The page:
What had the twins been like before their mother died? Thea closed her eyes as she tried to envision Tess's small face with a joyous grin or scrunched up in tickle-induced laughter. She tried to imagine a more outgoing, confident Hannah. Or the two sisters holding hands as they walked home from school, giggling and sharing confidences as siblings were supposed to do.
Much as she tried, Thea couldn't quite picture them that way. Having buried their mother six months ago and being raisedif you could call it thatby a father who didn't seem very interested in his daughters the four or five days he was home every month, it was no wonder the girls were so withdrawn.
Turning them in to the police or some impersonal social agency was out of the question. They'd just be passed from one foster home to another. Tess would continue to refuse to eat more than kept her alive and Hannah would continue to eat to salve her pain. They may have been identical twins, but their grief had taken its toll on their bodies in different ways.
Unfortunately, Thea knew she couldn't take care of them forever. As it was, she'd have trouble figuring out a way to keep them fed for more than a few days with less than one hundred dollars to her name.
"I want to go home." Hannah turned back to Thea, fingering the hem of her yellow sundress.
"He won't take us." Tess shook her head without facing them. She shoved her hands into the back pockets of her jean shorts.
"Is that where your father is? In Idaho?" Thea asked, her spirits rising. Maybe this was just a huge misunderstanding. Wes could wire them some money and the landlord would let them back into the apartment. She'd spend more time studying and a little less time trying to coax the girls out of their shells.
Ignoring her sister, Hannah stepped around a box of Thea's books, something uncharacteristically bright shining in her eyes. "Uncle Logan lives in Idaho. In Silver Bend. We used to live with him."
Thea's spirits deflated as quickly as they'd risen. The twins rarely mentioned their uncle. He hadn't called since she'd been with them. He hadn't written to ask about the girls, hadn't sent them birthday cards. If she had to guess, Thea would say Uncle Logan didn't care what happened to his nieces.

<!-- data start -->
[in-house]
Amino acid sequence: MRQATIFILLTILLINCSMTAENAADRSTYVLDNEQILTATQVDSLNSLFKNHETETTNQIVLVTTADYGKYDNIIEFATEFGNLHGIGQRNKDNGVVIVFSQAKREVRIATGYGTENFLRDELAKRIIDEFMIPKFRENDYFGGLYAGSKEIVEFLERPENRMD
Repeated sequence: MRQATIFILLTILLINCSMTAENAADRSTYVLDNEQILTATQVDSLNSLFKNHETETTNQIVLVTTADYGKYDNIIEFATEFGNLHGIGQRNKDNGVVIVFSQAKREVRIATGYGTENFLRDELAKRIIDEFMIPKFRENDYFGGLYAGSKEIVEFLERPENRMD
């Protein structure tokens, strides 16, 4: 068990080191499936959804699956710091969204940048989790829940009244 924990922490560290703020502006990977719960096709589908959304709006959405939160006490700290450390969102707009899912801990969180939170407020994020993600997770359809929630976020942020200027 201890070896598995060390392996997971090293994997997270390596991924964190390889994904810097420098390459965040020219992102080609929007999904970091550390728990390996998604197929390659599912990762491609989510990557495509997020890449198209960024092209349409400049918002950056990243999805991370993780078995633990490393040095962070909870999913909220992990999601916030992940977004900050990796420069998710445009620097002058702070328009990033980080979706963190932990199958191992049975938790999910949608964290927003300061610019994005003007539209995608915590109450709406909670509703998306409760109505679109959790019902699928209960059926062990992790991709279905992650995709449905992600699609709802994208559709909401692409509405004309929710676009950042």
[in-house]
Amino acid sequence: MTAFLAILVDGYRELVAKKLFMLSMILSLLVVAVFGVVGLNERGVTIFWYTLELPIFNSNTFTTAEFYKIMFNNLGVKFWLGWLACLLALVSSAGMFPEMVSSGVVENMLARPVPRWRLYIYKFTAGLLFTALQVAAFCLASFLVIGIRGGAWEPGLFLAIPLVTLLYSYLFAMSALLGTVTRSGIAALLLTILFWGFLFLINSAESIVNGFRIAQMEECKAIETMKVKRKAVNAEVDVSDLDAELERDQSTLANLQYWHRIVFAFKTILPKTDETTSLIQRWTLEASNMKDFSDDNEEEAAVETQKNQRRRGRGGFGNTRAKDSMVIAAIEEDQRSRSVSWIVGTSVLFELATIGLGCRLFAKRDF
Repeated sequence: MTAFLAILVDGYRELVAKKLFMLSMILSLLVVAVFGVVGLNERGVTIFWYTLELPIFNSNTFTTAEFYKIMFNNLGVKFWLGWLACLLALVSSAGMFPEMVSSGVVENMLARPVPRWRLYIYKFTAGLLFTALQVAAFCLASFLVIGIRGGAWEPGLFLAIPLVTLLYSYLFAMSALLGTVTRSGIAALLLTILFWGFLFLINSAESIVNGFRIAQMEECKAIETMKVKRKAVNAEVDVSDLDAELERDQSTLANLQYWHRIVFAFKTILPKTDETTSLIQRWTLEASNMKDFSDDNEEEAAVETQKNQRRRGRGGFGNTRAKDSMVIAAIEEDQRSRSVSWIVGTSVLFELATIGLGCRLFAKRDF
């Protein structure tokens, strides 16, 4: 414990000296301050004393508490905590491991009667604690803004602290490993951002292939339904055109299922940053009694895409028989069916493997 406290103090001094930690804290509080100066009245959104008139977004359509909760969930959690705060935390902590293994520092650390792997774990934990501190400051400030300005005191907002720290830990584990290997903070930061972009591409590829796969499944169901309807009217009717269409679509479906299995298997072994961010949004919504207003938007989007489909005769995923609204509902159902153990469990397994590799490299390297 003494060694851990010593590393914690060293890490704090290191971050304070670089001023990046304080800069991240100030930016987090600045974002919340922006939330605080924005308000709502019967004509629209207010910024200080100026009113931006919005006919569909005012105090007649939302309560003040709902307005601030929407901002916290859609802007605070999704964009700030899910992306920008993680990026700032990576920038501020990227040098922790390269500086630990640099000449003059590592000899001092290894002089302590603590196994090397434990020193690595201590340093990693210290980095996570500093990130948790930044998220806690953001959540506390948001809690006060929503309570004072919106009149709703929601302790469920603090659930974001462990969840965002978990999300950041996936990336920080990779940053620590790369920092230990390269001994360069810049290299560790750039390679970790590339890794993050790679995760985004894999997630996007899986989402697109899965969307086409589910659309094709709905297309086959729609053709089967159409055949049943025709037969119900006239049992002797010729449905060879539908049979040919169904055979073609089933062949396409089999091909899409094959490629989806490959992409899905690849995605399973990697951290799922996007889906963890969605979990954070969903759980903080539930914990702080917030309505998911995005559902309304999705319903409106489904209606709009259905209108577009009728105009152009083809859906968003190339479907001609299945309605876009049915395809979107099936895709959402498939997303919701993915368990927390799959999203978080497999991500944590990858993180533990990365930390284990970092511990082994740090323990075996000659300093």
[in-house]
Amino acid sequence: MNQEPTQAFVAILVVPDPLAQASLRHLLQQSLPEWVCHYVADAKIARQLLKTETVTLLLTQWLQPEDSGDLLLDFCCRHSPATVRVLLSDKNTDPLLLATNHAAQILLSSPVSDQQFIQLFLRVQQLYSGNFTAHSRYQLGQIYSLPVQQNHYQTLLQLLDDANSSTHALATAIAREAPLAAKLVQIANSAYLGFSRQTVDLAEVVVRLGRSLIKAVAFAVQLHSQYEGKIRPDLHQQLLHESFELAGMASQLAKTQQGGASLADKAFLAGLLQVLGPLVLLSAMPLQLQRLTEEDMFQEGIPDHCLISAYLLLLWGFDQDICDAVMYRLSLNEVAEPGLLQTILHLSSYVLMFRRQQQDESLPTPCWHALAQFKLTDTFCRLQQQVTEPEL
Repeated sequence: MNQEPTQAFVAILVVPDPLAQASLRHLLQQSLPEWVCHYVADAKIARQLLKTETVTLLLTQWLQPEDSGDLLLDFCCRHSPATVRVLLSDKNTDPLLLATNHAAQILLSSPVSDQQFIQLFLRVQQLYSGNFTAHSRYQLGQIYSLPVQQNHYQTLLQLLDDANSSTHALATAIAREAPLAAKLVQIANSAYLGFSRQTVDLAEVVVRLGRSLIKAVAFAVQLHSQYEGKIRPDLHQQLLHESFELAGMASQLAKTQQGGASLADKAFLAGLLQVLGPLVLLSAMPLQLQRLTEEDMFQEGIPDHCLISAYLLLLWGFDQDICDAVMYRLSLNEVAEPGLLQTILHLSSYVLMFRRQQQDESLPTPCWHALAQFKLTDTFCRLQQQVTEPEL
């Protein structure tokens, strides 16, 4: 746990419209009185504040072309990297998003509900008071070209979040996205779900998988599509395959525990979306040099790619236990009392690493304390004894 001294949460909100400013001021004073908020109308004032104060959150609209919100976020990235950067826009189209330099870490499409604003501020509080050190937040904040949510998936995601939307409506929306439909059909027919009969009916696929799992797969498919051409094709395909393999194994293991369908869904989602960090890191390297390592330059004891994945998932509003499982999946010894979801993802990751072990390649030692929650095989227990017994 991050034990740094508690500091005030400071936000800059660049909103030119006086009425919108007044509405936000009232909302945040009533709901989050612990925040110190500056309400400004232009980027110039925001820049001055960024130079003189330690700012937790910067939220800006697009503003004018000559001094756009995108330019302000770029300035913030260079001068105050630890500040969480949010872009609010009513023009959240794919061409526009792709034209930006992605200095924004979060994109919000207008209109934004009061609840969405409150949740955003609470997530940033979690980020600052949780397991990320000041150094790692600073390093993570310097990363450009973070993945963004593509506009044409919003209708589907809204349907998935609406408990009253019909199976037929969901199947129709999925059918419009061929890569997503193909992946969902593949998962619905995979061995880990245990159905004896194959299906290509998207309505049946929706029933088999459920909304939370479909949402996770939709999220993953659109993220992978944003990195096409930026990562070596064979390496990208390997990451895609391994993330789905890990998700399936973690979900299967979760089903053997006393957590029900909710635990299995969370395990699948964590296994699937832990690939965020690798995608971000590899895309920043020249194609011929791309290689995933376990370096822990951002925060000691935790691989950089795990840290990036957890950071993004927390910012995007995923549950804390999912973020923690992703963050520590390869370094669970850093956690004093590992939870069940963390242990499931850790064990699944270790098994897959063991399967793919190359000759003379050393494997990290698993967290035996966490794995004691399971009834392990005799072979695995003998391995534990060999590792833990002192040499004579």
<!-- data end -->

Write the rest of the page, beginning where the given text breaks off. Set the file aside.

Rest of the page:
"Please." Hannah touched Thea's hand with one finger before stepping back. The gesture said so much more than the reticent little girl ever would. The twins tolerated Thea's hugs, but didn't seek out physical contact.
Why on earth would this uncle in Idaho help them now?
An ant crawled up the side of the box containing the bread, peanut butter and cereal. If Thea didn't decide to do something soon, the ants would claim the last of their food.
Perhaps the twins' uncle was the only person they could turn to.
Lifting her gaze to the blue spring sky above, Thea refused to think about the folders filled with notes at her feet, or her looming exams, or the balance on her credit card that was already too high to pay off.
And she would not think about the penalties for taking the girls without their father's permission. She'd filed a missing persons report on Wes three weeks ago. As far as she was concerned, if Wes Delaney was alive, he'd abandoned his daughters.
"Let's load the car." Thea brushed the ant away, picked up the box of food and headed to her car.
She was taking the twins to Idaho.
"They're declaring this fire a runaway," Golden announced, sliding on a patch of ice as he came down a slope on Hyndman Peak, east of Sun valley, Idaho.
Logan McCall tensed, reliving his own tumble last year that had snapped his femur. Without thinking, he rubbed his thigh, which still gave him more than an occasional twinge of protest at the physical demands of his work. Then he realized he was drawing attention to his injury and stopped. He couldn't afford to show any weakness.
With a quick sideways glance to see if anyone had noticed, Logan lifted his arm to wipe the sweat off his forehead with the long sleeve of his shirt. It might be less than forty degrees on this sunny spring day in the mountains, but the fire above him had warmed everything here to above ninety sweat-dripping degrees. The Hot Shot fire crew kept perspiration-soaked bandannas and shirtsleeves busy in between flinging dirt and snow on the flames at their feet. Their clothing may have been fire resistant, yet all that coverage didn't keep them cool.
Logan's body felt the fire's heat from head to toe, but the flames could never warm his heart. He couldn't get over that one regrettable choice he'd made five months ago.
"Did the fire jump the line somewhere else, Golden?" Logan asked his best friend as he flung snow at the flames with a shovel.
Golden nodded, clipping his radio onto the front strap of his pack. "Winds pushed it across the road to the east. It's heading down the mountain to the ski resort."